If you’ve ever had something you’ve wanted to say about bicycling in Los Angeles — or anywhere else, for that matter — this is your chance.
My wife and I will be moving in about a week. Actually, we’re only going a couple of blocks, trading our million dollar view for the opportunity to finally have that dog she’s always wanted. Which means I’ll be spending most of the next few weeks packing and unpacking, rather than writing about biking. Or anything else, for that matter.
So this is where you come in.
If you’d like to write something for this blog, feel free. Just keep it on topic — that is, about bicycling in general, or more specifically as it applies to the greater Los Angeles area.
Maybe you have a complaint you want to get off your chest, or suggestions for how riding can be made safer. You could write about your own experiences, or tell a story you heard from a friend. Or share with L.A. riders what it’s like in your far flung corner of the world.
Maybe you have your own blog, and want to reach a wider — or just different — audience. I’ll even open it up to those PR people who email me from time to time to pitch their products or events if they have something interesting to share.
Just email me at bikinginla at hotmail dot com, and share your thoughts with the world. Or at least, that two-wheeled segment of it that stops by here every day.
And in the meantime, I’ll do my best to keep up with the latest happenings, and keep you informed until things get back to normal.
Whatever that is.
The great helmet debate just doesn’t seem to be going away.
Ross Del Duca, whose Just Another Cyclist blog is another stop on my daily reading list, thinks it’s time we had some real, verifiable data as part of the discussion. But while he’s ambivalent on using one, he comes down decidedly against making helmet use mandatory.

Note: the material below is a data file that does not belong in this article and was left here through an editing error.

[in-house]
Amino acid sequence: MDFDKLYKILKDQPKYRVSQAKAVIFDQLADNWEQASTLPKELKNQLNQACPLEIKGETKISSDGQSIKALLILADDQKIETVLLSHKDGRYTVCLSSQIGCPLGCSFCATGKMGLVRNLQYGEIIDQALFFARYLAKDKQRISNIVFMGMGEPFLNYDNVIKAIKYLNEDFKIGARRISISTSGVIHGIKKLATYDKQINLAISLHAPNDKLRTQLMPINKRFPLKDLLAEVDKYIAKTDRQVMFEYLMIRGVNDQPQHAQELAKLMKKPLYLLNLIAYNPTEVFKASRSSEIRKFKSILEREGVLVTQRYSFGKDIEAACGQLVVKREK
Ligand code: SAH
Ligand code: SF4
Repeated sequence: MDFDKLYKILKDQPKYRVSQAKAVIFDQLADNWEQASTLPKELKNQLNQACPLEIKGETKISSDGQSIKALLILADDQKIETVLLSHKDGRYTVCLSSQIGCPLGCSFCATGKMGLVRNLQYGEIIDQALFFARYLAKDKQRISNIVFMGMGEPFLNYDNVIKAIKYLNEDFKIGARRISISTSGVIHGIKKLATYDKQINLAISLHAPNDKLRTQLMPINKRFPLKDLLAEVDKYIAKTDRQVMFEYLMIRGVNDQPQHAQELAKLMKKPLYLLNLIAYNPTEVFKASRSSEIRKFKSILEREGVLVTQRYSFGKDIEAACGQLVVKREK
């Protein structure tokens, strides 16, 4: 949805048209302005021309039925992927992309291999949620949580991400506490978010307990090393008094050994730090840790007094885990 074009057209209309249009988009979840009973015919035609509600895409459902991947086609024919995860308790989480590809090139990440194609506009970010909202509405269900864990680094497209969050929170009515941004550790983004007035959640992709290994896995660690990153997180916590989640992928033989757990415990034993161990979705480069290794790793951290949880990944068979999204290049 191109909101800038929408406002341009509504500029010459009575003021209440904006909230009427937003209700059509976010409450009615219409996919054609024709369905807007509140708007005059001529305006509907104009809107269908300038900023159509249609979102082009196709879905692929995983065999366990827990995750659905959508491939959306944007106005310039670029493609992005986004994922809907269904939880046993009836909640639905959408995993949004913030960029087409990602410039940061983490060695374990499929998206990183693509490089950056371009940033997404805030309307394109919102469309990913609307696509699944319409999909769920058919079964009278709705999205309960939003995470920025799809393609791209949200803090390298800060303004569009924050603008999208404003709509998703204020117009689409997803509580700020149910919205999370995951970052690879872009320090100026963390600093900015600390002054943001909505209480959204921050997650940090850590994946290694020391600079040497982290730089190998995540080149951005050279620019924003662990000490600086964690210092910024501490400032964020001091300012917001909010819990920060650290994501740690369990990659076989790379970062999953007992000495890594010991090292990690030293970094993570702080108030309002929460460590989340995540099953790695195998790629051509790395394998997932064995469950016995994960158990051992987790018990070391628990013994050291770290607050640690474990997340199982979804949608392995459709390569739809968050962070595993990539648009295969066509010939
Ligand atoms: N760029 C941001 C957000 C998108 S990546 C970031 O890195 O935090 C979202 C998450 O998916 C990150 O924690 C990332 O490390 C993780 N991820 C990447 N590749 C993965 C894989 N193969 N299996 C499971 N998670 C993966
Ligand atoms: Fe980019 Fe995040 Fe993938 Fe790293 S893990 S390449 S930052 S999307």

Statistics show that up to 98% of cyclists killed in traffic collisions weren’t wearing helmets. And it’s true that a plurality of cycling deaths result from head injuries, though estimates range from 40% to over 62%.
But the question remains whether those head injuries would have been survivable even if they had been wearing helmets.
What too many people fail to consider is that bike helmets are only designed to provide full protection up to 12.5 mph, and partial protection up to 20 mph. In impacts well above that — which aren’t unusual in car collisions — the rider may as well be wearing a tissue on his or her head.
Or using a magic talisman to ward off injury, as Bob Mionske noted.
And even the most effective helmet won’t do a damn thing to protect against injuries to any other part of your body.
Don’t get me wrong. I’m a firm believer in wearing a helmet every time I ride. But only once in 30 years of riding, and four riding accidents serious enough to require medical care, was one necessary. In that case, it probably saved my life.
But that’s just once in somewhere north of 5,000 rides and 200,000 miles, give or take.
The simple fact is, a helmet is far from the magic safety device some people seem to think. Even if a mandatory helmet law resulted in 100% compliance — which is far from likely — it’s a hell of a lot better to avoid collisions than trust in a helmet to save your life.